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How Are Social Security Benefits Calculated?

“How Are Social Security Benefits Calculated and What Can I Do To Increase Benefits?”

There are a minimum number of years to qualify. To qualify for any Social Security benefits, you must have at least 40 credits. To receive a credit in 2017, you need to earn $1,300 per credit (this number adjusts each year), with a maximum of four credits per year. So to receive the 40 credits you have to work for at least 10 years earning enough income to qualify for the four credits each year.

How much you receive depends on how long you worked and how much you earned before retirement. 

When Social Security calculates your benefits they first look at your annual earnings over your entire lifetime and then index the amounts for inflation to calculate the values in todays dollars. Next, the 35 highest years’ earnings are added up and divided by 35 to come up the average. This is known as the AIME (Average Index Monthly Earnings). If you don’t have 35 years of earnings, the missing years will be filled in with zeroes.

Next they determine your Primary Insurance Amount (PIA) that will be payable at your Full Retirement Age (FRA). It’s a bit complicated, but just so you know, here’s how it’s calculated. After determining your average earnings over 35 years, then 90% of the first $885 is allowed, then 32% of the amount between $885 and $5336, and finally 15% of the amount above $5336. The three values are added up to determine your PIA.

Many people may wonder what is the maximum amount that they can receive?

Assuming they had maximum earnings for all 35 years, in 2017, a 62 year old would receive $2,153, a 66 year old would receive $2,687, and a 70 year old would receive $3,538.

What about a minimum benefit?

If a worker has had low wages throughout their lifetime, and has worked 35 years the least one can receive is $832.20 which is 20% below the federal poverty level. This is known as the Special Minimum Primary Insurance Amount. For workers with fewer years of work history the amount decreases.


What is My Full Retirement Age?


It has to do with your year of birth. Social Security has determined an exact age down to the month. Here is the breakdown:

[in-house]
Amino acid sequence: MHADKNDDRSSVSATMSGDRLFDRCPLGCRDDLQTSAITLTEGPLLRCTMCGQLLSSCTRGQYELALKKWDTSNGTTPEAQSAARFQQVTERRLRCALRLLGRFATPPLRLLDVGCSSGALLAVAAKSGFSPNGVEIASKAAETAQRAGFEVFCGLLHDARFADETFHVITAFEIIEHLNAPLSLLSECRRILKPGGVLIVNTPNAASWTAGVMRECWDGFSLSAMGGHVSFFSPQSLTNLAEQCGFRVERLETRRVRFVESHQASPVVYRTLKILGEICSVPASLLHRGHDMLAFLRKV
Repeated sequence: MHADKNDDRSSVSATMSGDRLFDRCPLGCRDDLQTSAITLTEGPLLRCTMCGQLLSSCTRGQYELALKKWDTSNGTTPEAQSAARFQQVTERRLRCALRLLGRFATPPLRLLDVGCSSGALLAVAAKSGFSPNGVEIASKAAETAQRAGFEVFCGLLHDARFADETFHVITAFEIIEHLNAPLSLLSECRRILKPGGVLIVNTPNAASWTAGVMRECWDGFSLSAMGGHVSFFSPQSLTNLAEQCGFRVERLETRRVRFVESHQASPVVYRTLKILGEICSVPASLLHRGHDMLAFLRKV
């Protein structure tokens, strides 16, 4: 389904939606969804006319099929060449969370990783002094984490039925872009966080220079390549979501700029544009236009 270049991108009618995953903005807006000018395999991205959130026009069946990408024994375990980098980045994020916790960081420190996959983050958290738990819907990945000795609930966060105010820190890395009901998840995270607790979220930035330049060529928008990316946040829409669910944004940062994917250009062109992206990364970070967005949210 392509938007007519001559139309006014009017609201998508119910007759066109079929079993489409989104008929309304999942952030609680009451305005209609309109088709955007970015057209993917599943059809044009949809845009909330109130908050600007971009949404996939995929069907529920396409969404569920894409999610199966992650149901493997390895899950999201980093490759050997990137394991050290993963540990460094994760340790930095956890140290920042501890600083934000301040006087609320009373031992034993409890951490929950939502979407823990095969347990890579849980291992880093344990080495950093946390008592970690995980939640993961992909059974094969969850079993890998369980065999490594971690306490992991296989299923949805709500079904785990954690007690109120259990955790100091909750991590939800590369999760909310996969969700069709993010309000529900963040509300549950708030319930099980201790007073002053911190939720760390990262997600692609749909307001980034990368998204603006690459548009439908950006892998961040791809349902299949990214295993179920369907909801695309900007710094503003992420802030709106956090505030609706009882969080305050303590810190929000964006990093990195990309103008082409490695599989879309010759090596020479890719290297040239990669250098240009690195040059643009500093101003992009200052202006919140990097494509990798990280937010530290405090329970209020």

Year of Birth Full Retirement Age

1943-54                                         66
1955                                               66 and 2 months
1956                                               66 and 4 months
1957                                               66 and 6 months
1958                                              66 and 8 months
1959                                              66 and 10 months
1960 and after                              67

It’s Important to Have 35 Years of Earnings. If you have less then 35 years of earnings then zeros are added into the formula. When averaging over 35 years this of course will have the affect of reducing your Social Security income. So the bottom line if you still have the opportunity to work more years to offset the zero years, then by all means do so, as this can have a significant affect on your payments that you receive.

Don’t Forget Spousal Benefits. Keep in mind that at the least, a husband or wife is entitled to 50% of their spouse’s Social Security, so if you don’t have a enough work history and even if you decided to work to offset the zeros, it may not matter if it is still less then 50% of your spouse’s. This was originally enacted to offset the fact that many spouses stayed home to raise children.

What if you are divorced or a widow? Read What About Spousal Benefits for Social Security for a more detailed explanation as there are many important facts to consider

A Raise In Pay. Each year, annual COLAs are calculated and applied to your benefit to help you keep up with the cost of living. Although recently the increases have been small, over time you should see incremental increases to help adjust for inflation.

So this Article should help to give you a better picture of how your Social Security benefits are calculated.

IF you have any questions on the details of your Social Security drop us a note and we will try to help!

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